The Wall Street Journal reports on Japan’s return to coal fired power generation following the alarmist – and inaccurate – demonisation of nuclear power after the 2011 Tōhoku earthquake and tsunami which caused the Fukushima nuclear plant meltdowns. And it is still worth remembering that while the earthquake and tsunami claimed more than 18,000 lives, the Fukushima plant incident has caused no direct fatalities.
The reality is that the cost of electricity production in a 2011 government estimate put the “cost of coal power in Japan at ¥7.5, or about 6 cents, per kilowatt-hour including construction and operation. The same report put the cost of nuclear power at ¥9 per kwh, gas power at ¥10 per kwh and oil power at ¥19 per kwh”. Seven new large coal plants with a total capacity of 7,260 MW have already been announced and are planned to be commissioned until 2025. And a further 6,000 MW are being currently tendered for.
The same cost structure prevails in India or China or Indonesia or South Africa. Even in Europe without artificial (and pointless) skewing of the market place, meaningless carbon taxes and subsidies for renewable power which are not commercially viable, coal offers the lowest cost of electricity production. The same cost structure would apply also in Australia. In the US coal is only second to gas.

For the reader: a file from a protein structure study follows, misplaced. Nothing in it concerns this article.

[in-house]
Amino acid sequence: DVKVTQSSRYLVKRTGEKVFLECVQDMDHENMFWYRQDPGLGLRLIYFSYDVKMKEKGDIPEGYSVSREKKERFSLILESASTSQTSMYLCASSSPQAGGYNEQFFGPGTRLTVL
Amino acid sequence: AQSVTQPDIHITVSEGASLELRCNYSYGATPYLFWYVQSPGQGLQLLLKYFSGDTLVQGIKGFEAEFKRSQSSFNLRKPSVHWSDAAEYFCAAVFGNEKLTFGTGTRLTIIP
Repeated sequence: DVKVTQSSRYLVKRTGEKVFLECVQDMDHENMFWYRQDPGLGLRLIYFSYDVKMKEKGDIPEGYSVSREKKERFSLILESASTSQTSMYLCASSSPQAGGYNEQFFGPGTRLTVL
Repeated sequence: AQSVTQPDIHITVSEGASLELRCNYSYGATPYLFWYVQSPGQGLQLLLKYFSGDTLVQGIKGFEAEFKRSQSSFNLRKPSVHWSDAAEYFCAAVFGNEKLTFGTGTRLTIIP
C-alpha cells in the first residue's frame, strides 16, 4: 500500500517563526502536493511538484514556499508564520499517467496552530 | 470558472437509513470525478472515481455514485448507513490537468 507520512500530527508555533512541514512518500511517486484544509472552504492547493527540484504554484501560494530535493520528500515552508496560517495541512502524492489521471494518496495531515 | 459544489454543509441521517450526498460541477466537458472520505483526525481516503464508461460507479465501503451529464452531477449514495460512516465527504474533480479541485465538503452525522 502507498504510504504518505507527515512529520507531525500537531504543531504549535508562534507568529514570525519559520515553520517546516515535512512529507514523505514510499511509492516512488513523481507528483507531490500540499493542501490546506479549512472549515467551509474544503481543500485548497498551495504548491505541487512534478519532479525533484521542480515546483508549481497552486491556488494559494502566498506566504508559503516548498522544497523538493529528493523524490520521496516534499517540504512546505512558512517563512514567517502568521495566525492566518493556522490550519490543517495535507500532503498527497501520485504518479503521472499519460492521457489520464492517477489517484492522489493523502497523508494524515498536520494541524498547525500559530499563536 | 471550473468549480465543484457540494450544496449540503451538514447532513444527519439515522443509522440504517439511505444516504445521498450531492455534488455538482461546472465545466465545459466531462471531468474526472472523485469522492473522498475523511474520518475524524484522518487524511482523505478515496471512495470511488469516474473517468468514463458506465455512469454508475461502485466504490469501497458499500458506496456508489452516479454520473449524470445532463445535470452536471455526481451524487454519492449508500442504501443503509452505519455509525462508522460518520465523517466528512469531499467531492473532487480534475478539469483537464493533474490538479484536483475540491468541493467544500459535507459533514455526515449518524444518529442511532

WSJ: Japan is continuing to re-embrace coal to make up for its lack of nuclear energy, with plans for another power station released Thursday bringing the number of new coal-fired plants announced this year to seven.
………. Kansai Electric Power Co. and Marubeni Corp. informed Akita prefecture on Thursday of their plans to build a new, 1.3-gigawatt coal-fired power station in the northern prefecture of Japan, the two companies said.
If all seven projects including the plant in Akita materialize, they will increase the nation’s coal-power generation by up to 7.26 gigawatts by around 2025. That is equivalent to seven medium-size nuclear reactors.
……. Kansai Electric, based in Osaka, plans to use the Akita project to supply electricity to customers in Tokyo, the only place in Japan where major growth in power demand is expected, a company spokesman said.
The other projects include Chubu Electric Power Co.’s plan to replace an old oil-power station near Nagoya with a 1 gigawatt coal-power station, and a 1.2 gigawatt coal-power station planned byElectric Power Development Co., Osaka Gas Co. and Ube IndustriesLtd. in Yamaguchi prefecture in western Japan.
More projects are likely to be announced as the year goes on. Tokyo Electric Power Co. is holding a tender to build new power stations to replace 6 gigawatts of old oil-power capacity in Tokyo. ……
The relative cheapness of coal was indicated in a 2011 government report that estimated the cost of coal power in Japan at ¥7.5, or about 6 cents, per kilowatt-hour including construction and operation. The same report put the cost of nuclear power at ¥9 per kwh, gas power at ¥10 per kwh and oil power at ¥19 per kwh.
……… All of Japan’s 48 reactors are offline over safety concerns following the Fukushima nuclear accident, though four of them are expected to come back online later this year.